Apparently People Don't Give Goats Baths.....

I woke up this morning, got ready for work and called Jason to check on Eli. He said he was very poor and that he would be surprised if he makes it. This saddens me because Eli is just the sweetest little thing. He is a one year old Saanen buck. Jason said that he was eating in the field but that he was just nothing but skin and bones. I asked about Ellie and he said that she was doing very well and that he was going out soon to spend some time with them. 
Being the super sappy girly girl that I am, I decided it would be a good idea to maybe give Eli a bath and pamper him a bit - you know, make him feel at home. I thought that being shown some extra love and attention, he might get a little more strength to survive. I texted Jason my idea and he made fun of me all day. When I texted him back that he needed to have a hose AND extension cord out there because I was also going to blow-dry him, the jokes kept coming.....he was gonna sell tickets....he asked should we bring him in and give him a warm bath....cook him a fine dinner, etc. 
When I got off work, I headed over there to do my good deed. I was really excited actually, but then I took one look at Eli and how frail he looked and decided that he didn't need to be put through that kind of stress. The poor boy was extremely weak. You could barely push him and his legs would almost buckle. It made me very sad and left me with a lot of questions. How did he get this way? Why was Ellie so much healthier? They both had a temperament that was consistent with being loved and they showed so much affection towards us, the boy at the farm where we got Eli, was doting on Eli the entire time we were there. I was baffled by the condition of Eli. We decided to go to the feed store and get him some high calorie sweet feed.
We get to the feed store and I am trying to get Eli a fancy feed bowl to tie to the fence. Jason laughs and tells me that is not necessary and informs me that it will never work. I continue to look around this foreign place for some zip ties. I am determined to get the bowl and zip-tie it to the fence. I AM WINNING THIS ONE. I can't seem to find any zip ties, but I do see a solar powered electrical fence. I think this would be a great way to keep the deer out of my garden. For a second I am distracted from the whole fancy feeding bowl, and I proceed to get some fence stakes and then decide if I am gonna be a REAL farmer, I need some overalls. If you have ever been to a feed store clothing section, you will know that the selection isn't exactly fashionable. They have no womens overalls, so I pick out a pair of dark, dark, dark, and super stiff overalls that I am sure will look hideous.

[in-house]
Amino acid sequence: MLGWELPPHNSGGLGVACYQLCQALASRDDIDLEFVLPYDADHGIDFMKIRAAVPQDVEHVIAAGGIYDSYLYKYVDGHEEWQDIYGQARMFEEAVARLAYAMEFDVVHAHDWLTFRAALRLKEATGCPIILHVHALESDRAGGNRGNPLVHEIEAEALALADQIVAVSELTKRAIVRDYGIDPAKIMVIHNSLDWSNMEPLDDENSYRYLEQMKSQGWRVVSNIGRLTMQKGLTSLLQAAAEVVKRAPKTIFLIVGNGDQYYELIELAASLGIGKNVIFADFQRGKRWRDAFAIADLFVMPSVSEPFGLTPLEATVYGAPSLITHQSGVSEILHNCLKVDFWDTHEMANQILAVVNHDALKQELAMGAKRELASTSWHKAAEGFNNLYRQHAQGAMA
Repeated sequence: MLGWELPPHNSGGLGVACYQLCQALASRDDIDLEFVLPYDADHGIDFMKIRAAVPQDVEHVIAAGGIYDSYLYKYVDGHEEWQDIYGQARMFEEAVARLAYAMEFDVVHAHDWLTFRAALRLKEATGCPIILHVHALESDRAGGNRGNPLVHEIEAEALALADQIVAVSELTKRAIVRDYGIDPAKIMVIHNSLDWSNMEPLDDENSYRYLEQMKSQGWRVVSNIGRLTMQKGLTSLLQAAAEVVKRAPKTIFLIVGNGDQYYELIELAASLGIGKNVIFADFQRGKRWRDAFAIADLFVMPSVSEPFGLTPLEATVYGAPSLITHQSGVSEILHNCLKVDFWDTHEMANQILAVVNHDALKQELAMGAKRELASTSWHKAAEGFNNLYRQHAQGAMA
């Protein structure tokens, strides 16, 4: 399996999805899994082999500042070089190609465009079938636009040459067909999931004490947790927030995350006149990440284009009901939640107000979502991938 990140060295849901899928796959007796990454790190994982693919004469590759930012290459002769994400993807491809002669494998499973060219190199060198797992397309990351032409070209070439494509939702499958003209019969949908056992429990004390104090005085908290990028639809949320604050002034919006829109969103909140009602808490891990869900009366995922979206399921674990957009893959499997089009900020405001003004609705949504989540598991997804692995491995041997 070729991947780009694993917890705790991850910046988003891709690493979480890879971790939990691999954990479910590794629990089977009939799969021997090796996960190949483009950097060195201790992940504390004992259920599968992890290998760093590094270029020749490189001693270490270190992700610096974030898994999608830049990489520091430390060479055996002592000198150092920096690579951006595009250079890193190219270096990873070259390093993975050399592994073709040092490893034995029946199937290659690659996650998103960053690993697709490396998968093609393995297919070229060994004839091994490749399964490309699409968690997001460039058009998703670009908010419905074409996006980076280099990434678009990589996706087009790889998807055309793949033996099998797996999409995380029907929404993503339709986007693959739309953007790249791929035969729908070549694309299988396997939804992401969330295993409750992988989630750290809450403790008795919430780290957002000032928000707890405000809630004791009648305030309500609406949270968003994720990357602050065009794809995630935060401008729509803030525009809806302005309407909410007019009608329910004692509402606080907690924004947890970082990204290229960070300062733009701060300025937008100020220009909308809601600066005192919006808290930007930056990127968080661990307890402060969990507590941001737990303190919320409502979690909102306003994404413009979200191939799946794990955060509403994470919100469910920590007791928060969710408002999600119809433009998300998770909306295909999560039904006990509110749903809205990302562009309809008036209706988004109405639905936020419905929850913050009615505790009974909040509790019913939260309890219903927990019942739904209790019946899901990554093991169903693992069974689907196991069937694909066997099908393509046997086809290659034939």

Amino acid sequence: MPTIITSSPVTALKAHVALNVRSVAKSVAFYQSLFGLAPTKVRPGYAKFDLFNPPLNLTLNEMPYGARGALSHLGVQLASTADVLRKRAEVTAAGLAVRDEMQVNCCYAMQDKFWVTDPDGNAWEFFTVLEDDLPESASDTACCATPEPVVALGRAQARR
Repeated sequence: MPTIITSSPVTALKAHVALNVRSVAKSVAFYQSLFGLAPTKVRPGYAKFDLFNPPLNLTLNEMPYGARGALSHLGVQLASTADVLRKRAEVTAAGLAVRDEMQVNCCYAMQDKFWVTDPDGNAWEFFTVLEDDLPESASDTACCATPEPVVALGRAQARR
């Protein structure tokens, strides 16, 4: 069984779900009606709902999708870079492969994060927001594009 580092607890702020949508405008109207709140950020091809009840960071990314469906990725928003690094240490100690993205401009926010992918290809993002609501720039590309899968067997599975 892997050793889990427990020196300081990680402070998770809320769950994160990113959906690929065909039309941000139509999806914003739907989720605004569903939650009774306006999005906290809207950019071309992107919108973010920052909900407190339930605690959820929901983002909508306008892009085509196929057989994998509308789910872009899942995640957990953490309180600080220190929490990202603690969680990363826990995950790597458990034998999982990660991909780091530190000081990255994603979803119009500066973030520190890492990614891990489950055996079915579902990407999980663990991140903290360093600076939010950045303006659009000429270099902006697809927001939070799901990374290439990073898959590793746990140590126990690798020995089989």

Before we check out, Jason tells me WHY the feeding bowl wont work. He explains that we need to hand feed Eli so that the other goats don't eat his food - so that we can be sure he is eating. This makes perfect sense. I cave and put the bowl back. Jason, you win. We get back to the farm and I head home to Athens still worried about Eli. I am just hoping he pulls through another cold night.


  1. It is very essential to make sure you feed through the winter months and corn is a great thing to fatten up with in a snap. Worm him also after he has picked up some weight. That is a major plight for any farm animal to have to deal with. Shirley's has a great selection and they can set you in the right direction. Pick up some colloidal silver water and give it to him to boost his immune system! We swear by it.
    I hope that helps!

  2. Tom has zip ties if u need them! come on over!U are right it is better to have them eat out of something just to be more sanitary!